I go to tons of concerts and understand that most tend to veer on the positive side. An act fulfilling their musical dreams in front of a crowd who loves them for it - there are few other experiences which feel so communally enjoyable. As with everything, some do this better than others, and singer Jess Glynne did so at LA’s Wiltern Theatre. Admittedly, when a friend invited me along to the show, I worried she wouldn’t be all that thrilling.
When it comes to Jess Glynne, the material is positive and extremely accessible. Her song titles make their meanings more than obvious, and their gospel qualities ensure that they will bang but not necessarily bite. She’s not known for expansive choreography and a Justice-style laser light show never seemed like an option either. Instead of focusing on her better qualities such as her voice or honesty, I concerned myself with possible shortcomings. I soon learned what a miscalculation I had made. I love an intricate, thought-provoking performance a la FKA Twigs as much as the next person, but sometimes it refreshes the soul to watch a bit of no-nonsense, feel-good music.
Vocalist Abir served as the night’s opener, joined by a guitarist, keyboardist, and trumpeter. As Glynne would do later in the evening, Abir relied on vocal prowess to impress the audience.
“I really had no one to look up to as a Muslim girl,” she shared with the audience before finishing off with “Young & Rude”. This track was probably about as “negative” as this evening ever got, but its overall feelings of rebellion and individuality resonated with the generally optimistic atmosphere. The moment Abir finished her set, “Tears Dry On Their Own” began playing through the venue. Since the song failed to match the cheerful mood, sound engineers cut it off before Winehouse even finished her first verse. As I said before, this night was all about good vibes.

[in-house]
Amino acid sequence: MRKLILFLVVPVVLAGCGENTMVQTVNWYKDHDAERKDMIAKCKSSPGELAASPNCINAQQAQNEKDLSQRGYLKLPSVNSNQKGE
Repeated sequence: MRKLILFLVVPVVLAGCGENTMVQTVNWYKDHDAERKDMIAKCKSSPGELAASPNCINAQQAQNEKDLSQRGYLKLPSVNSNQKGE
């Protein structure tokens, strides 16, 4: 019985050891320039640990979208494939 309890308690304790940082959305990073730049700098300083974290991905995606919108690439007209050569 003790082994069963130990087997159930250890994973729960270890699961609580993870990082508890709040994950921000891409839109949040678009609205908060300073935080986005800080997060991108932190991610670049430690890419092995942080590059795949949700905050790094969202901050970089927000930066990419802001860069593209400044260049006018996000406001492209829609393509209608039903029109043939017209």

Armed with a husky yet caramel-sweet voice Americans like me roll in the deep over, Glynne needed little else to charm the crowd. Her slight rasp lent her a relatable quality; her outfit, a onesie that, with her red locks, only made me see Herbie Fully Loaded, suited her without elevating her too high from us plebeians. Basically, Glynne presented herself more like a friend at a jam session than a pop star headlining a concert.
This lent itself nicely to the Always in Between tour, an experience centered on the basic tenets of pop music. Starting the night on the right foot, Glynne launched into “Hold My Hand”. From the moment she started, the crowd just sang right along with her. Songs like “Far To Go”, “These Days”, and “123” are perfect singalongs because not only are they quite gospel-esque but they also display an honest and straightforward look at life’s better emotions.
At many points in the evening, Glynne took the time to feature her backing singers and bandmates. Her vocalists left their section and joined her for a simple yet fun bit of choreo at the head of the stage; meanwhile, guitarists sidled up between them to join them in the fun. As Glynne swayed and laughed, so did the crowd.
None of the performance felt especially fresh, but that largely played into its success. The vocals sounded great, especially Glynne’s mic control on “Take Me Home” where she echoed her voice for a beautiful effect. Basic lights illuminated the stage, yet combinations of turquoise and orange or red and purple melded together so well that the effect still dazzled.
Even Glynne’s banter hit all the expected notes. “I always take a moment to say thank you. I wouldn’t be where I am without you,” is something you hear at 95% of shows, though I cared little because Always in Between never pretended to be something other than it was: a pop concert.
Pop shows give the fans what they want, and Glynne mashing up “So Real”, “Real Love”, and “My Love” was exactly what the girls and gays at this show wanted. Ever a gracious performer, she used this to segue into the massive and inescapable “Rather Be”, sending the audience over the edge of joy and into glory. While most interpretations of “Rather Be” see Glynne singing to a love interest, at the Wiltern it felt as if she was singing to her fans. The eventual finale with “Never Be Alone Again” happened as what I assumed to be a polyamorous relationship of 5+ people embraced in front of me. After all, communal love is just as real as any other kind.
In the end, I realized this concert offered a nice release from the menace of Billie Eilish or the utter sorrow of Lana del Rey. As the world of pop and the world at large continue to become darker and sadder, Jess Glynne delivered a jolt of serotonin the old-fashioned way - with strong vocals, accessibility, and a chance to escape. I never forgot that live music could do that for you, but I had forgotten that one can achieve the same results with a bit of “sacred simplicity.”